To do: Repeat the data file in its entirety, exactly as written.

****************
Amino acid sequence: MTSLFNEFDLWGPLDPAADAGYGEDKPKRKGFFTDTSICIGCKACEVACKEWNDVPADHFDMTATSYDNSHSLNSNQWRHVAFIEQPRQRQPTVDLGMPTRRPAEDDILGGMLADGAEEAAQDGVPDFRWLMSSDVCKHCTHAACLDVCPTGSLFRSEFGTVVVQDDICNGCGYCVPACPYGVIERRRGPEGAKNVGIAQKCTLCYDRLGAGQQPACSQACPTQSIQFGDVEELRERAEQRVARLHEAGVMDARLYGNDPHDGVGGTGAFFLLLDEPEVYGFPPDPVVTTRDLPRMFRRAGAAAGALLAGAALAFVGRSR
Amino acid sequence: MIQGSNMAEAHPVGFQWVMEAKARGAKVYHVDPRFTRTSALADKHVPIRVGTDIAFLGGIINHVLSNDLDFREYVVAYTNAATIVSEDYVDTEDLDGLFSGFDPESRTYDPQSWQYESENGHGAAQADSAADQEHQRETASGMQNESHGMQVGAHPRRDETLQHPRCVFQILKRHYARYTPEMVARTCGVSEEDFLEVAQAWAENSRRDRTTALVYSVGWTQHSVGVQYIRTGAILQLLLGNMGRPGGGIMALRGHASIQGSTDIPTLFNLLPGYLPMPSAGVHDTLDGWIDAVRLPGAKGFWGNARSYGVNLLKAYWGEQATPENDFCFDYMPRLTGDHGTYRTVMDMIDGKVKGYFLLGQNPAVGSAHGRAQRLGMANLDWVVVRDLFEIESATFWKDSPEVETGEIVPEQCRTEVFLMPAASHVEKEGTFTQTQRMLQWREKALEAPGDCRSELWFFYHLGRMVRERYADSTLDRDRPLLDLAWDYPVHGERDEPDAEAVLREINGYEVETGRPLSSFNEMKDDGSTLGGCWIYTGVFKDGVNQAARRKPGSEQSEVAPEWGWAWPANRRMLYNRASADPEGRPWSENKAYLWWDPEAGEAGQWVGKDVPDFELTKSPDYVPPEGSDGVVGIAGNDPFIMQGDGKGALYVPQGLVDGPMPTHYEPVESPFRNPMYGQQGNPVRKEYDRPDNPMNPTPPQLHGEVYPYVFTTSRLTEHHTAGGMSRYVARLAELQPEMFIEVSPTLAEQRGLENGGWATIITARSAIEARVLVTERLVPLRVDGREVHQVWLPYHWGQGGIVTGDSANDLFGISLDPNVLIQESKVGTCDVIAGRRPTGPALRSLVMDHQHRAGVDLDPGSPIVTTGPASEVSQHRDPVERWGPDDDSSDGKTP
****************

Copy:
Amino acid sequence: MTSLFNEFDLWGPLDPAADAGYGEDKPKRKGFFTDTSICIGCKACEVACKEWNDVPADHFDMTATSYDNSHSLNSNQWRHVAFIEQPRQRQPTVDLGMPTRRPAEDDILGGMLADGAEEAAQDGVPDFRWLMSSDVCKHCTHAACLDVCPTGSLFRSEFGTVVVQDDICNGCGYCVPACPYGVIERRRGPEGAKNVGIAQKCTLCYDRLGAGQQPACSQACPTQSIQFGDVEELRERAEQRVARLHEAGVMDARLYGNDPHDGVGGTGAFFLLLDEPEVYGFPPDPVVTTRDLPRMFRRAGAAAGALLAGAALAFVGRSR
Amino acid sequence: MIQGSNMAEAHPVGFQWVMEAKARGAKVYHVDPRFTRTSALADKHVPIRVGTDIAFLGGIINHVLSNDLDFREYVVAYTNAATIVSEDYVDTEDLDGLFSGFDPESRTYDPQSWQYESENGHGAAQADSAADQEHQRETASGMQNESHGMQVGAHPRRDETLQHPRCVFQILKRHYARYTPEMVARTCGVSEEDFLEVAQAWAENSRRDRTTALVYSVGWTQHSVGVQYIRTGAILQLLLGNMGRPGGGIMALRGHASIQGSTDIPTLFNLLPGYLPMPSAGVHDTLDGWIDAVRLPGAKGFWGNARSYGVNLLKAYWGEQATPENDFCFDYMPRLTGDHGTYRTVMDMIDGKVKGYFLLGQNPAVGSAHGRAQRLGMANLDWVVVRDLFEIESATFWKDSPEVETGEIVPEQCRTEVFLMPAASHVEKEGTFTQTQRMLQWREKALEAPGDCRSELWFFYHLGRMVRERYADSTLDRDRPLLDLAWDYPVHGERDEPDAEAVLREINGYEVETGRPLSSFNEMKDDGSTLGGCWIYTGVFKDGVNQAARRKPGSEQSEVAPEWGWAWPANRRMLYNRASADPEGRPWSENKAYLWWDPEAGEAGQWVGKDVPDFELTKSPDYVPPEGSDGVVGIAGNDPFIMQGDGKGALYVPQGLVDGPMPTHYEPVESPFRNPMYGQQGNPVRKEYDRPDNPMNPTPPQLHGEVYPYVFTTSRLTEHHTAGGMSRYVARLAELQPEMFIEVSPTLAEQRGLENGGWATIITARSAIEARVLVTERLVPLRVDGREVHQVWLPYHWGQGGIVTGDSANDLFGISLDPNVLIQESKVGTCDVIAGRRPTGPALRSLVMDHQHRAGVDLDPGSPIVTTGPASEVSQHRDPVERWGPDDDSSDGKTP